Cop killer shows his cowardice

Eric Frein exuded cowardice when he used the cover of darkness, trees and vegetation to mask his ambush of two Pennsylvania state troopers in September 2014 in Pike County.

One of the troopers died at the attack scene — outside the Blooming Grove state police barracks — and another was wounded so severely that he has required at least 18 major surgeries since the attack.

Frein subsequently was convicted and currently is on death row, which in Pennsylvania is tantamount to a prison life sentence because of this state’s long-demonstrated anathema toward carrying out executions.

As for a convicted murderer’s available appeals process, it moves more slowly than any snail.

However, that process often revives the cowardice that caused the killer to snuff out the life of another person in the first place.

That’s what Pennsylvania is witnessing now regarding Eric Frein, whose foolhardy thinking was that the attack might spark a revolution.

Frein has decided that, rather than continuing to accept the unpleasant realities of the court sentence meted out to him — a sentence that, so far, hasn’t been nearly as harsh as the sentence that he inflicted on his two victims — he should now be granted a new trial.

Frein’s lawyer argued before the state Supreme Court last week that investigators extracted a confession from Frein after Frein had declined to waive his Miranda right to remain silent.

The lawyer, William Ruzzo, said, “we believe it’s a simple matter, that if Mr. Frein unequivocally asserted his right to silence, then the commonwealth should have scrupulously honored the invocation of that right.”

It’s true that the commonwealth has the responsibility to comply with all rules governing interrogations, but it’s a defendant’s responsibility to continue to remain silent rather than succumb to any further questions that might be asked after having chosen not to waive Miranda.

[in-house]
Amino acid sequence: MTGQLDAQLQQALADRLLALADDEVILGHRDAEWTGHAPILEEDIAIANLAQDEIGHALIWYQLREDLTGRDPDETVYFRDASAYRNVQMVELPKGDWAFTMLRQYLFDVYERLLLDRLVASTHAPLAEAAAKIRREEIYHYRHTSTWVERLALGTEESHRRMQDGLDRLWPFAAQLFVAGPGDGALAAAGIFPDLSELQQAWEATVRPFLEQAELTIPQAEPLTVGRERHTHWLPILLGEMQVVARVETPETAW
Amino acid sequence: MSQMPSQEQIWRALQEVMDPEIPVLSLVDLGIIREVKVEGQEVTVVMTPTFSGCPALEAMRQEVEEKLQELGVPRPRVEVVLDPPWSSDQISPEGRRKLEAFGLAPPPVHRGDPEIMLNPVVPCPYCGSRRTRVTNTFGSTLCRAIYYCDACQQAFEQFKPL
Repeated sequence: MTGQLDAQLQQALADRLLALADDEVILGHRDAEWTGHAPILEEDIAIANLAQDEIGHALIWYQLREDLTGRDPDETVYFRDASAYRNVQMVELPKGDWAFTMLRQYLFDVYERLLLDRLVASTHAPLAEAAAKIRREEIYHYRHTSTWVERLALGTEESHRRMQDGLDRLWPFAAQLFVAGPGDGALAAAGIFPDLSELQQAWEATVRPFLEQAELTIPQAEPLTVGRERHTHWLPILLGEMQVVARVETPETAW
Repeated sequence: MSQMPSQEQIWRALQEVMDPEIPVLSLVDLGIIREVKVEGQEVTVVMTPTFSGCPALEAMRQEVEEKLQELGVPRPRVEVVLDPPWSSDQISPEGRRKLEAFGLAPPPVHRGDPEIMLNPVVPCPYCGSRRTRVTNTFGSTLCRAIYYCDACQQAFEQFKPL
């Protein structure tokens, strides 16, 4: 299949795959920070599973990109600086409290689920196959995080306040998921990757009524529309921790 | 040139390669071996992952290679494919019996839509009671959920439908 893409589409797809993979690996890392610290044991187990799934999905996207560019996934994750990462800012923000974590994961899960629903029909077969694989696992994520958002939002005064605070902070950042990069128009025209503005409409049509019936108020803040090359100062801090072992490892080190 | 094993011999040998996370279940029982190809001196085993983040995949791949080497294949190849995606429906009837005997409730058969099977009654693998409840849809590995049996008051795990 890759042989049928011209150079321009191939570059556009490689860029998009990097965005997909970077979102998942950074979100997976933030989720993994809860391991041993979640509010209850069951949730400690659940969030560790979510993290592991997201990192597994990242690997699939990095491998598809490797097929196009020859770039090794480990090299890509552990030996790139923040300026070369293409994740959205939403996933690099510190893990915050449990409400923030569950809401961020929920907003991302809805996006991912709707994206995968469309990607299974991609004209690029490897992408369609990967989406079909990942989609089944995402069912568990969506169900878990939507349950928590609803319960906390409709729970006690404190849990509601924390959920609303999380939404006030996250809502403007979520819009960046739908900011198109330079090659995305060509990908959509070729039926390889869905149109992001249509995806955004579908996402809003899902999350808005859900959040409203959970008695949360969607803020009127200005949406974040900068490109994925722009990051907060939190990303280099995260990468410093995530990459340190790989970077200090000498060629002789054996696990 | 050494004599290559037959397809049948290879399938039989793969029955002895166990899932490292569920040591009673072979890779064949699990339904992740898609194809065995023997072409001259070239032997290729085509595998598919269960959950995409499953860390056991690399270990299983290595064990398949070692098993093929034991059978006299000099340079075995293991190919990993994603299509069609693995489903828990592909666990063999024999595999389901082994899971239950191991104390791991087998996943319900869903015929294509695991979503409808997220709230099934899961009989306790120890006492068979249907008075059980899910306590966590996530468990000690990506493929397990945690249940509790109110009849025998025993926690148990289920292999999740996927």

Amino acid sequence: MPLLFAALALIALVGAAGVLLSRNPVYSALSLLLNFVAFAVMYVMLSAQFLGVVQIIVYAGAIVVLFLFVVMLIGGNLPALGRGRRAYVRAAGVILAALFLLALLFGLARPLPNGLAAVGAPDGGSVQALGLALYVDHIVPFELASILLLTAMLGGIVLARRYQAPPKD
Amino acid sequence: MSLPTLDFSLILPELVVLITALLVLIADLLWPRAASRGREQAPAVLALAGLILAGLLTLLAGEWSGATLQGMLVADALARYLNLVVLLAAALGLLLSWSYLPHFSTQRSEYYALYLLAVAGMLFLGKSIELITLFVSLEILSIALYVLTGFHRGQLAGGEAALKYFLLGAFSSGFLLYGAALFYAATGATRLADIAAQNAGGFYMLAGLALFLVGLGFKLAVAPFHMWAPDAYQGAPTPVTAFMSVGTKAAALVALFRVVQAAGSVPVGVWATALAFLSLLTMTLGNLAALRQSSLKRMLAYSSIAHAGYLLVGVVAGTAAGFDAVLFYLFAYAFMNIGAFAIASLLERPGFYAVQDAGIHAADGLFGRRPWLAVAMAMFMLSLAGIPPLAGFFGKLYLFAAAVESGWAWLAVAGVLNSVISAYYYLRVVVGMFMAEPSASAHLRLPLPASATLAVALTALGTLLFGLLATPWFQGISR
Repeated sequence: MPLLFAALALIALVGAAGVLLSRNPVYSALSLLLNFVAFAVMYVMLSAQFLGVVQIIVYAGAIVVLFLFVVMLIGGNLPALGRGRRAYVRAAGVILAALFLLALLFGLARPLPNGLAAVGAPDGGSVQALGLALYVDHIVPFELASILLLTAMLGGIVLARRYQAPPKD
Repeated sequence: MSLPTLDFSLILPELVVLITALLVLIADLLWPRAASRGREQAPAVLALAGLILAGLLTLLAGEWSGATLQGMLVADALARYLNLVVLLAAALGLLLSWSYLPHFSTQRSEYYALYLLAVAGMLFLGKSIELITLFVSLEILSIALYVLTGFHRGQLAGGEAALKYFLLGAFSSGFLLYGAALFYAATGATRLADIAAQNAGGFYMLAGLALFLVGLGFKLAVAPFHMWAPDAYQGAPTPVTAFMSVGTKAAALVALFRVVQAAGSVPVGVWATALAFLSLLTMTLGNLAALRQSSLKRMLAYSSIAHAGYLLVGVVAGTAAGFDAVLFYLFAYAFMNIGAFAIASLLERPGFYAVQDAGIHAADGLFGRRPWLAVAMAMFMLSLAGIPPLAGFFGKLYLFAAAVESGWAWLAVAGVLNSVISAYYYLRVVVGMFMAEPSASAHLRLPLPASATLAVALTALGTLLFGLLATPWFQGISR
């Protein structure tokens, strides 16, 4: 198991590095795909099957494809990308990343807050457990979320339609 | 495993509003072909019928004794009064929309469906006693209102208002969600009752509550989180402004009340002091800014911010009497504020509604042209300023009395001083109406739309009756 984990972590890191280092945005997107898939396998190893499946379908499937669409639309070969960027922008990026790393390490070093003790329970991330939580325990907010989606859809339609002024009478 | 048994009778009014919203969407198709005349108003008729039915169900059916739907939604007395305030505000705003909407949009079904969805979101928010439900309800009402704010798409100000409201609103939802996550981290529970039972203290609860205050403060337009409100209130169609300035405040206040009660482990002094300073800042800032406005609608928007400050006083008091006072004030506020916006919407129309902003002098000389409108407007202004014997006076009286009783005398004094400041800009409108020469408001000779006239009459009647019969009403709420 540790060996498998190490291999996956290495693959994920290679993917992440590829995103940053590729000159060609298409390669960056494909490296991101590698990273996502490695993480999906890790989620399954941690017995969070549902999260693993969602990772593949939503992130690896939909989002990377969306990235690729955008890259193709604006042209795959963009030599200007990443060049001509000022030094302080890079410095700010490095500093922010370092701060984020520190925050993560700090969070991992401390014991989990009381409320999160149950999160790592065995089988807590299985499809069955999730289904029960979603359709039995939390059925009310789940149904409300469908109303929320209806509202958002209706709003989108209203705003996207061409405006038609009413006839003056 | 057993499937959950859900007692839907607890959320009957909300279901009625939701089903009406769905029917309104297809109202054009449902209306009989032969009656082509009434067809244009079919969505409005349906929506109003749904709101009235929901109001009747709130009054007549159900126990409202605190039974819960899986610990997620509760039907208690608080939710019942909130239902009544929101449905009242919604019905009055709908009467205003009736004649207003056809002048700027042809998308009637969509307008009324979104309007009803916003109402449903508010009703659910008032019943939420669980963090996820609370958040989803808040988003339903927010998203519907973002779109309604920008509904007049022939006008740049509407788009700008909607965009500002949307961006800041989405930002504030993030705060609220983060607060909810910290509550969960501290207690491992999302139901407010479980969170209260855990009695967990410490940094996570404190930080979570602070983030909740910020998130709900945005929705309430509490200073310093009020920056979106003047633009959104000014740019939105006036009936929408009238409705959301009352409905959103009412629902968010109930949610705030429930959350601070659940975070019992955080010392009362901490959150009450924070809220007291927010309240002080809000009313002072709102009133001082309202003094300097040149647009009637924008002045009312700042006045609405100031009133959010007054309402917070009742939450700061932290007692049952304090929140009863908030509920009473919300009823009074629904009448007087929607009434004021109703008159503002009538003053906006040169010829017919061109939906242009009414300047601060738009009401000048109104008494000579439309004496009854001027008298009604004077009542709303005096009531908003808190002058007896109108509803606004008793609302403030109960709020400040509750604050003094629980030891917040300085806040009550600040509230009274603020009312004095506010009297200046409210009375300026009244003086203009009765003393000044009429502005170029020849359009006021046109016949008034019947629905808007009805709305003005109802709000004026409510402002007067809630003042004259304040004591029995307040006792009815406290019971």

Frein apparently cracked under those further questions, which, in fact, was his own error or due to his own weakness.

But Frein’s lawyer has raised a reasonable point nonetheless.

In considering Frein’s request, there also are several other points that the high court must consider, including:

n That Frein was not permitted to speak immediately with an attorney that his family had retained on the night he was captured. The lawyer reportedly was kept outside during three hours of questioning.

n That the trial judge allowed too much testimony about the impact of the crime on victims.

n That, despite having been read his Miranda rights, Frein said he wanted to talk about where he had hidden a rifle or rifles in the woods, which Ruzzo said was prompted by Frein’s concern that children might find it or them.

There were indications at the hearing that justices might be considering ruling the interrogation issue as a harmless error when stacked alongside the extensive evidence used to convict Frein.

The task before the justices is important; their decision could end up impacting cases in the future.

But the bottom line is that some killers are cowards when their own lives are at stake or their own circumstances are unpleasant.

Frein is verifying that — loud and clear.

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